Now is the time to start practicing. I have almost ten weeks before we arrive in Yellowstone. Laure’s guidelines include the possibility of some sketches. …. So my immediate goal is sketch at least ten ‘dogs’ each week until we go (100 sketches) , but I’ll only count one in ten towards my overall challenge. I’ll post ‘dogs’ every so often so you’ll know where I’m at. I’ll be drawing from a variety of sources, but will only post those drawn from my own photographs so that I won’t be infringing on anyone’s copyright. (We can practice draw from anything. We just can’t sell or publish someone else’s work).

My first ‘Yellowstone Dogs’ post is of a red fox running for his dear life – a little bit the way I feel right now about telling you about this commitment. I’ve scanned the original (fuzzy) photo, a sketch I noodled over for at least 20 minutes, and then one I did the next day as a very rapid sketch. I see some good things happening in that rapid sketch.

Kelly - Painting #12 - American Goldfinches on a Thistle Feeder

American Goldfinches eating thistle seeds
on the feeder outside our kitchen window.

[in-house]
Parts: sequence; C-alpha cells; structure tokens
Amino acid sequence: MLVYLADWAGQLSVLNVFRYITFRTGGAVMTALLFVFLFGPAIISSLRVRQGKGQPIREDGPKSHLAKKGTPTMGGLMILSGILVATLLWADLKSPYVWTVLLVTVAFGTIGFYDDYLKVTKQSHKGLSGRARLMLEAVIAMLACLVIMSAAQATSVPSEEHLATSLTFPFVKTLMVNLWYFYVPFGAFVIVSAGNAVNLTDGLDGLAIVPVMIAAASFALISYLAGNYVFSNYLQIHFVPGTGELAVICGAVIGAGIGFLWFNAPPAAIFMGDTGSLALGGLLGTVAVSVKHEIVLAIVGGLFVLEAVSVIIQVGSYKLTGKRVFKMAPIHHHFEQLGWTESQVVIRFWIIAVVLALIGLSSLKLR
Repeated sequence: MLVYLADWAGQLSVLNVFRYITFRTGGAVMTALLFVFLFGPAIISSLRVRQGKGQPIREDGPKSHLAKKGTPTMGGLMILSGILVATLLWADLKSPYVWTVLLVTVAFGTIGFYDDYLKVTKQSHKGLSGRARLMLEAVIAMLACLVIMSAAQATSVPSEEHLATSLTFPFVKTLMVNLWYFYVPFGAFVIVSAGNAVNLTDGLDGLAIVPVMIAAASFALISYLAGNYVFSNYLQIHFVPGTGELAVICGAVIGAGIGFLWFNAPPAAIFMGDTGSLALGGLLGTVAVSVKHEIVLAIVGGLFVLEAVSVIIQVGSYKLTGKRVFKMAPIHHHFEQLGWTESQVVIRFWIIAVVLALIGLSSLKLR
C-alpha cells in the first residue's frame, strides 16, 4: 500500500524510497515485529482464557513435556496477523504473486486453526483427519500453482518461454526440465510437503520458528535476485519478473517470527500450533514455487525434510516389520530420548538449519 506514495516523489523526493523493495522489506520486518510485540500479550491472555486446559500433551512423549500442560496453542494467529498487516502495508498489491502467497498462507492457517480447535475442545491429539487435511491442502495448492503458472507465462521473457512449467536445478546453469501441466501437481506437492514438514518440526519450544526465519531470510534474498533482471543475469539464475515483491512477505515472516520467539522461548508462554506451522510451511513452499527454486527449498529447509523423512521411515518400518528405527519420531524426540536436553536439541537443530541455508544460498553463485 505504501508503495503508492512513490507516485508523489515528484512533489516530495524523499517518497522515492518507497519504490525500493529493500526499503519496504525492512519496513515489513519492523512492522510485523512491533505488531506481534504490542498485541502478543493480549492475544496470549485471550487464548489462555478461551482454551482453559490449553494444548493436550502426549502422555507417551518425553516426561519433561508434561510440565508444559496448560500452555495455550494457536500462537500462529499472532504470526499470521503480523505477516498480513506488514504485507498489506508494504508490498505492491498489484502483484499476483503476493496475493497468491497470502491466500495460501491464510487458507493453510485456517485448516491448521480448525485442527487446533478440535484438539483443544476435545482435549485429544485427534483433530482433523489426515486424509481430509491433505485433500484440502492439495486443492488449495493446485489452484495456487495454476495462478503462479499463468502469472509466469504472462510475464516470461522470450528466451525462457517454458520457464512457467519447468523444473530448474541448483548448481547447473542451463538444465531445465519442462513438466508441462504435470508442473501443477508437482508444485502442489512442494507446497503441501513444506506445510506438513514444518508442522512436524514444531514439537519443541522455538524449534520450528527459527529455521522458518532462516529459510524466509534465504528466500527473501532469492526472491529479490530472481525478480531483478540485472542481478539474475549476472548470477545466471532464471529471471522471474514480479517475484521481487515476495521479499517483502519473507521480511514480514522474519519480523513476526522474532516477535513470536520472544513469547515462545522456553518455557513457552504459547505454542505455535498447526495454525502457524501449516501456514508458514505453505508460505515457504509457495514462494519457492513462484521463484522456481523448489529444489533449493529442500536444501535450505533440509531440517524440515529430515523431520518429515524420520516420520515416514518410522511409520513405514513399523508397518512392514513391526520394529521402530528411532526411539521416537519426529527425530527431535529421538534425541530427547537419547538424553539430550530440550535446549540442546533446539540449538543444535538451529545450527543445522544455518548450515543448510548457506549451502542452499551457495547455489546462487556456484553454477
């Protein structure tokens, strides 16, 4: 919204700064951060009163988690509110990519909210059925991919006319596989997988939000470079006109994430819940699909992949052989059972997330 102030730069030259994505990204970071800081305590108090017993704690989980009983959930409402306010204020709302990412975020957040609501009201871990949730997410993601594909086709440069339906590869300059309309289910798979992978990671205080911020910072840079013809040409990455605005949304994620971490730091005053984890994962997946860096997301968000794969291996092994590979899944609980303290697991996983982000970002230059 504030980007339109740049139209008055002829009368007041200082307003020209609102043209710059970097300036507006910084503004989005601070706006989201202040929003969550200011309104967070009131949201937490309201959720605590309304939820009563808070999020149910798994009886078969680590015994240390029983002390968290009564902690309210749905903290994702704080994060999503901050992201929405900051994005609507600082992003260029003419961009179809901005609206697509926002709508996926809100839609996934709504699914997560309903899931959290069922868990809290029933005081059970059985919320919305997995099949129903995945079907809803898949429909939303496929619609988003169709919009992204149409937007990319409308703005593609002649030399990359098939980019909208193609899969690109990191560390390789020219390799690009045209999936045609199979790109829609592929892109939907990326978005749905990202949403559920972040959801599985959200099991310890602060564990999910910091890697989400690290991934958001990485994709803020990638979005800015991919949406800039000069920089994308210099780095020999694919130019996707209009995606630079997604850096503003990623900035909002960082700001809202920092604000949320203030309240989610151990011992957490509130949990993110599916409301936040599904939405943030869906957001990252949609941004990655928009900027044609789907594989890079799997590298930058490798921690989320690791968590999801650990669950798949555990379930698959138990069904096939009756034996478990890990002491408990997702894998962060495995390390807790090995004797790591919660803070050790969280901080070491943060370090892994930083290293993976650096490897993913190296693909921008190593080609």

Even in their dull winter plumage enough yellow remains in our goldfinches' feathers to brighten the greyest of Cincinnati days. This small flock of goldfinches didn't mind the snowflakes as they meticulously pulled one tiny seed after another from the mesh screening of the thistle feeder.

Painting #17 and 18 - Angel Trumpet

Two years ago we went to Maui and discovered Angel Trumpet Blooms with their wonderful fragrance and huge size.  Perhaps because we are all from Wisconsin we were totally amazed at the size of these flowers, nothing grows that big there.
I used a photo reference of my grand smelling this huge bloom.
I thought I knew how to paint hair.
The peachy color of this flower was so difficult for me to get.
Since I wasn't thrilled with this painting I decided to try just a flower (below).

I have discovered when I am disappointed in a painting I need to do it again from a different viewpoint and that's what I did here.
Gosh, I even used that rigger again.  It's so great for those small areas.


Monday, February 1, 2010

Painting #16 Baby Barrel Cactus

I painted this for Cactus Monday because it lives in front of our house and is just a baby barrel cactus about 1.5 inches in diameter.  When I almost stepped on it I decided small is good for close observation and a painting.
The surrounding stones are also very small and I decided to de-emphasize them in the painting leaving just a hint so the cactus was the main focus.

Next year this baby will be twice the size.

*** Updated *** Along the River Seine - Claire 9

*** Updated image ***

*** Original image ***
GoogleMaps photo image reference: